The African people faced discrimination from a social, political, judicial, and cultural lenses. They were unable to assimilate with the European settlers due to a combination of lethal prejudices and ideologies that characterized behaviors and actions towards them from both non-slave-holding, and slave holding families. The rise in popularity of racism paralleled the rise of Capitalism in the New World. While slavery existed as an economic system for thousands of years before the conquest of America, racism as we understand it today did not exist. This systematized form of oppression was manifested and exploited by the frontier founders. Overall, the slaves that made America their home faced heavy, life changing transitions from their old world traditions. They were torn from anything and everything that was familiar to them. They were dehumanized and treated as lesser people due to racial prejudices that plague our nation to this day. Over time, and with great bravery, changes to the stigma surround slaves altered. Tolerance and empathy were encompassed by whites and blacks alike, who raised up together to harness any power and control they could over the fate of their not just their lives, but the generations to come who would see the same horrors they experienced.(5.)
Slavery in the New World brought about a multitude of reconstructions to the foundations of Old World lifestyles. Slavery saw new class structure, technological advancements, social and cultural changes, as well as vast economic expanses. These changes can be traced efficiently through the transitions, treatment, and tolerance of slaves within the rapid changing New World.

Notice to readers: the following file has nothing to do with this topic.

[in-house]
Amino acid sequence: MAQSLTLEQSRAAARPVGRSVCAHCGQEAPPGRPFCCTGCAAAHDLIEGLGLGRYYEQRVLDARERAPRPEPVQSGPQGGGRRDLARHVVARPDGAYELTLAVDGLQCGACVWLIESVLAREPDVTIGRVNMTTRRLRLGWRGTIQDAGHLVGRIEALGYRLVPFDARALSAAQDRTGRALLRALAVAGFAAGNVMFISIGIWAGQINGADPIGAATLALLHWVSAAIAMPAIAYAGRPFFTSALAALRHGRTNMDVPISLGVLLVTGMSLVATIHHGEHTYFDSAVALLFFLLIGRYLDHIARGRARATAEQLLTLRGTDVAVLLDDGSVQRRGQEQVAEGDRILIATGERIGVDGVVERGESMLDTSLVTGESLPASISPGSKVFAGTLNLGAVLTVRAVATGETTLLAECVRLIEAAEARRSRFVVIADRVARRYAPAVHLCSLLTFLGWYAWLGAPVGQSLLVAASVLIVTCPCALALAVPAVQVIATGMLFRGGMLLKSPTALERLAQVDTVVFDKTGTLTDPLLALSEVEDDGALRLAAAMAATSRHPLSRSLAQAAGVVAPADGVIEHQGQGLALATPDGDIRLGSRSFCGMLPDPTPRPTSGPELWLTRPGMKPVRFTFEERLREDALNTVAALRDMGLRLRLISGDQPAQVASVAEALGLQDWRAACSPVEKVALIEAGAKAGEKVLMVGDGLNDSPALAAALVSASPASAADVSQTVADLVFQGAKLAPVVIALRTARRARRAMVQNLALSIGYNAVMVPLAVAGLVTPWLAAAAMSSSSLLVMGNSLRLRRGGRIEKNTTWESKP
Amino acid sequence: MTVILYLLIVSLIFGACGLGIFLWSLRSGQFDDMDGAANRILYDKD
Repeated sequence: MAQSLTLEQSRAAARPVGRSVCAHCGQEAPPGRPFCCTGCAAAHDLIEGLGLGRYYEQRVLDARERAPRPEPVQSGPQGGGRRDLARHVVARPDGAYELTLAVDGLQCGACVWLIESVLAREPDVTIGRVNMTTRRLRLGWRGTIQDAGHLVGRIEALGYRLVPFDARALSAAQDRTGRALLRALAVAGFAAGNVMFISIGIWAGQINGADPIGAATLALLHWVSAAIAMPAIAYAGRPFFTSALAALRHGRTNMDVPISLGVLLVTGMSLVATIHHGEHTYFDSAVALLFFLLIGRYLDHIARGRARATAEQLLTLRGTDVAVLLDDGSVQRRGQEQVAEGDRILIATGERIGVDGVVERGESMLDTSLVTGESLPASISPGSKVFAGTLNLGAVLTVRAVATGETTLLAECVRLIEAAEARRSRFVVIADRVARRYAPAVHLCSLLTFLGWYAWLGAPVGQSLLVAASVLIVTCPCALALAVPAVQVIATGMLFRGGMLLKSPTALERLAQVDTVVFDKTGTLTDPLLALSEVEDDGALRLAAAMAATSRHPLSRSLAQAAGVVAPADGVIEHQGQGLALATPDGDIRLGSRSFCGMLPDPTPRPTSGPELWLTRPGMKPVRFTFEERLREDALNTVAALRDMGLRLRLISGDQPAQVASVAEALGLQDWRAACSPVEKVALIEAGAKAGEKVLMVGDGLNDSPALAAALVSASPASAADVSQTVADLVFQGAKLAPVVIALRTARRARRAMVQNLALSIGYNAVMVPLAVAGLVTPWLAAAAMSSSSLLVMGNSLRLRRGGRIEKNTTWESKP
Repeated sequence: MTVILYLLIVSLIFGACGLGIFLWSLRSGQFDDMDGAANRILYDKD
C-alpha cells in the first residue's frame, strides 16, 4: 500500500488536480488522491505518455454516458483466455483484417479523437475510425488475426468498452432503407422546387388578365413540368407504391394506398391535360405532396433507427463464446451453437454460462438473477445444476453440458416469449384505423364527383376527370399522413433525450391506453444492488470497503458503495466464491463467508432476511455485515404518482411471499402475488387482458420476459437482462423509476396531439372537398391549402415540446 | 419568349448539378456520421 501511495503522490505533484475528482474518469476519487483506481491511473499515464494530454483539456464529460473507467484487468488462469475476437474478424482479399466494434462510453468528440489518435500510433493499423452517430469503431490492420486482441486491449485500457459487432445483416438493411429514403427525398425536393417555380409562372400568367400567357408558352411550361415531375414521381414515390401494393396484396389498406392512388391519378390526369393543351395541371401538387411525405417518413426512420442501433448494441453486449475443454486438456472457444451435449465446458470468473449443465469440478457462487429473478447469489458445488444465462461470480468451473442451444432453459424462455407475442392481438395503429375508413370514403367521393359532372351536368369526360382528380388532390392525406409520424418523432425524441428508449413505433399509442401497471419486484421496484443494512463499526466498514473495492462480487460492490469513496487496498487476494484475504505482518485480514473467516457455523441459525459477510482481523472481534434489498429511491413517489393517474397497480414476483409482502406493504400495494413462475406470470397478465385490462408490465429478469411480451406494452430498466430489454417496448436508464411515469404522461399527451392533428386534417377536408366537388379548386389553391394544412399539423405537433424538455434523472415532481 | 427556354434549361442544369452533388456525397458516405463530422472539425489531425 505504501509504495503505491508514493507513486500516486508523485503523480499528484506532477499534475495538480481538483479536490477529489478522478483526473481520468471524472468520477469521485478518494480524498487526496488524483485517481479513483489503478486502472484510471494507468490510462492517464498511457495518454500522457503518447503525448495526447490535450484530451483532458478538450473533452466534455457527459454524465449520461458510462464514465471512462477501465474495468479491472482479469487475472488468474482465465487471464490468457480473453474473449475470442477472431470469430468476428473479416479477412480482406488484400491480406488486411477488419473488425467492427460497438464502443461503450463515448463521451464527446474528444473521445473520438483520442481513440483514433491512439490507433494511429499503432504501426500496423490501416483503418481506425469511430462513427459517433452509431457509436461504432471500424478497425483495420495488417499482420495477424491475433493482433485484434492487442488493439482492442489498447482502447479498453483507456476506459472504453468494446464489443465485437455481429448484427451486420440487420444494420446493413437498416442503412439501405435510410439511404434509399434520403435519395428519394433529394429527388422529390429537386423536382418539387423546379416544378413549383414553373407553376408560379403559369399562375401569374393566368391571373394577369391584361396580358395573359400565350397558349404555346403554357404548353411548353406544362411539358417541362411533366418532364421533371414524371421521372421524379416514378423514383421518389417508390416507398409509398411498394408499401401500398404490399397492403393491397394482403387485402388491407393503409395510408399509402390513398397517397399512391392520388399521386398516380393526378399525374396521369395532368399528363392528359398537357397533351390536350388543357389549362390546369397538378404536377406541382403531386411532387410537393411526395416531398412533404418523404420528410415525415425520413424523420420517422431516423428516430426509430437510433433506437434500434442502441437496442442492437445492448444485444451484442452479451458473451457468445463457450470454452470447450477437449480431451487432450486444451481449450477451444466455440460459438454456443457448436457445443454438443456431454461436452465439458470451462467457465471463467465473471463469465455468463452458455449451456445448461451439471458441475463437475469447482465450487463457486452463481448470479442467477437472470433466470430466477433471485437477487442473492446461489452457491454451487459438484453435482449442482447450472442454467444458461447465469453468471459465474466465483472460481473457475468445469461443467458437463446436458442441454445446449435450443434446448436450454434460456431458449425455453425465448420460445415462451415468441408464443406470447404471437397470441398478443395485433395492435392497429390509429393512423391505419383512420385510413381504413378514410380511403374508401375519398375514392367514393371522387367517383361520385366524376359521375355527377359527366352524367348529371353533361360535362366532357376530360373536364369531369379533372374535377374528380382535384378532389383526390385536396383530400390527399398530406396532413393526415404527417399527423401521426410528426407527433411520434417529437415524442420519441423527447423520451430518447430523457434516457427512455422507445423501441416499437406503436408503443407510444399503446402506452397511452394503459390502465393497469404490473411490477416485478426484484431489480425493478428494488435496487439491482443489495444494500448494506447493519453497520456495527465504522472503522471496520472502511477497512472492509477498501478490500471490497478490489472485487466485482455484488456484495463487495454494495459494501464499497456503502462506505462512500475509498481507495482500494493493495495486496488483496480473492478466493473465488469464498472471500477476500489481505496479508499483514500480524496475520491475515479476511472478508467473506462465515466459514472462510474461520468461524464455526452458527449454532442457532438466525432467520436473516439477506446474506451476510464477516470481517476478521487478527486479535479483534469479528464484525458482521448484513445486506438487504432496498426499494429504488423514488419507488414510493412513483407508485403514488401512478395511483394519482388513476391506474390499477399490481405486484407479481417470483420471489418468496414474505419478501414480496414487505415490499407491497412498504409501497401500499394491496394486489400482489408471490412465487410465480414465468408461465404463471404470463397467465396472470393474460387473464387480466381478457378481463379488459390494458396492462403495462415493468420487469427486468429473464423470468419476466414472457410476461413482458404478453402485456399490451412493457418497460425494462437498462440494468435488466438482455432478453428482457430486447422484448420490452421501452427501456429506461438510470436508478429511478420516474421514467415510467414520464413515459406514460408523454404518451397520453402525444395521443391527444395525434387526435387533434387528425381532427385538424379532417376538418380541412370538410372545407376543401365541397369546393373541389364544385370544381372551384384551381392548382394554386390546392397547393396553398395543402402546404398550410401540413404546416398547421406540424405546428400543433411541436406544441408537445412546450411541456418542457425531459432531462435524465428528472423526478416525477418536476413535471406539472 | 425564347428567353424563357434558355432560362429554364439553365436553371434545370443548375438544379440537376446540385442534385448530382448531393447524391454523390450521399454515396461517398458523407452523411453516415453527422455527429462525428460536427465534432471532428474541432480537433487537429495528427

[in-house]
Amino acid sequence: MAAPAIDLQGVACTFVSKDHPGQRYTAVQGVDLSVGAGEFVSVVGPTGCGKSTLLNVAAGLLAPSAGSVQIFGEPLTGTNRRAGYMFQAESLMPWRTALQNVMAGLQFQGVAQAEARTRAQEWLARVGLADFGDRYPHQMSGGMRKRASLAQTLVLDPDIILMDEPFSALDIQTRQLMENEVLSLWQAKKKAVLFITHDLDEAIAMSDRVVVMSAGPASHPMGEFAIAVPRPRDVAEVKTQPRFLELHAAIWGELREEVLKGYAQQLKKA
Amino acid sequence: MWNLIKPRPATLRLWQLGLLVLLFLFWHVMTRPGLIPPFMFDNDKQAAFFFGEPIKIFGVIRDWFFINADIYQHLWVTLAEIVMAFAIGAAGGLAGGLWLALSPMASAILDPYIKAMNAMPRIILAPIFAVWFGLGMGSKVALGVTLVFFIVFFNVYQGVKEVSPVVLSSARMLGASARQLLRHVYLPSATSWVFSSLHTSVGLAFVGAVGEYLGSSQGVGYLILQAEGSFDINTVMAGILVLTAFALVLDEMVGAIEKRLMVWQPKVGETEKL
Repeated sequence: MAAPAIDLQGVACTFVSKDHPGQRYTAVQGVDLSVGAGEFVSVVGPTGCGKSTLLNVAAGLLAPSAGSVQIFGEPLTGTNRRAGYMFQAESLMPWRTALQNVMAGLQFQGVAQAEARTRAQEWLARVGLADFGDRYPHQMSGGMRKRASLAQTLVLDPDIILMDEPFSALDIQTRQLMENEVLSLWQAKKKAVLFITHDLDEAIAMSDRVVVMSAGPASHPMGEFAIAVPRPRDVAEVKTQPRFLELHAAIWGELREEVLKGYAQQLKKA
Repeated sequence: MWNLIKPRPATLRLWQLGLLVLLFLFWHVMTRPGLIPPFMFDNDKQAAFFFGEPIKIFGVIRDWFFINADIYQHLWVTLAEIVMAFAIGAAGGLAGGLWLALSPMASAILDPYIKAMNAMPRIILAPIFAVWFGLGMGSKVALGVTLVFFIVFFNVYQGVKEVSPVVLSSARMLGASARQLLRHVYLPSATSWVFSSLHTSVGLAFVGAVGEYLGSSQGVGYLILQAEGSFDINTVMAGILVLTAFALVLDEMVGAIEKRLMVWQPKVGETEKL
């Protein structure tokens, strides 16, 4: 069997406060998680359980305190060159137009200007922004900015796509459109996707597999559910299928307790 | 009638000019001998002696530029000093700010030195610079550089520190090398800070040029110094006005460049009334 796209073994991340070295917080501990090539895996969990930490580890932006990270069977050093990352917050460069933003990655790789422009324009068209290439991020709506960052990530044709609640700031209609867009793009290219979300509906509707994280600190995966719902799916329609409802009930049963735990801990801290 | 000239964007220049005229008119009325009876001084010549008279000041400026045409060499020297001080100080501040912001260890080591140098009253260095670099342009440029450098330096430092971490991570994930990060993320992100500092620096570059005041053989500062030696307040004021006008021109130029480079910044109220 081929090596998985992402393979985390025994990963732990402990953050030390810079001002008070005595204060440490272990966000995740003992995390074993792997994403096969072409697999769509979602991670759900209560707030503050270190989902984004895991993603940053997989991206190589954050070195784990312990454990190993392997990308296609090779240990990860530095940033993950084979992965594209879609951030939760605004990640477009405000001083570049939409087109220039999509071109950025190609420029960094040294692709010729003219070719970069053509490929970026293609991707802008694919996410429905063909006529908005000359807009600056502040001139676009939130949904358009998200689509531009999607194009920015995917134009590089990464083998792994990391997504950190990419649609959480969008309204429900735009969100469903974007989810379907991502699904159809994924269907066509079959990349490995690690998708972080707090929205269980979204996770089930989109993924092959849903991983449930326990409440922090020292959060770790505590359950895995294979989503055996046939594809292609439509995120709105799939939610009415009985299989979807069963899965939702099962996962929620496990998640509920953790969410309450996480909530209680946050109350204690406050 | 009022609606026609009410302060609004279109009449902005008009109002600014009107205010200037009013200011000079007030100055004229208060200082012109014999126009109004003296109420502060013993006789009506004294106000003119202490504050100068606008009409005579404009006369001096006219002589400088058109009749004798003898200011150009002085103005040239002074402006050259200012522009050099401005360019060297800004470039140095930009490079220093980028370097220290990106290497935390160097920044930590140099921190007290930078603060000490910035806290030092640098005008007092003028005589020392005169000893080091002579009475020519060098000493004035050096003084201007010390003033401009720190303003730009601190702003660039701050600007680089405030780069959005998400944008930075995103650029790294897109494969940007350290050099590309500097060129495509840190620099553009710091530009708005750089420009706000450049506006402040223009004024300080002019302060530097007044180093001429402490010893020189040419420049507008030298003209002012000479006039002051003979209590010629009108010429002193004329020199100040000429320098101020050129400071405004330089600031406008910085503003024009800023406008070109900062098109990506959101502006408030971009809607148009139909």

1. ""The Middle Passage"" Independence Hall Association, n.d. Web. 05 Feb. 2016.

2. "Slavery in the Colonies." Slavery in the Colonies. N.p., n.d. Web. 05 Feb. 2016.

3. "Slavery Image Search." Slavery Image Search. The Atlantic Slave Trade and Slave Life in the Americas: A Visual Record, n.d. Web. 05 Feb. 2016.

4. Davis, David Brion. Inhuman Bondage: The Rise and Fall of Slavery in the New World. Oxford, England: Oxford UP, 2006. Print.

5.Selfa, Lance. "The Roots of Racism." N.p., 04 Feb. 2016. Web. 04 Feb. 2016.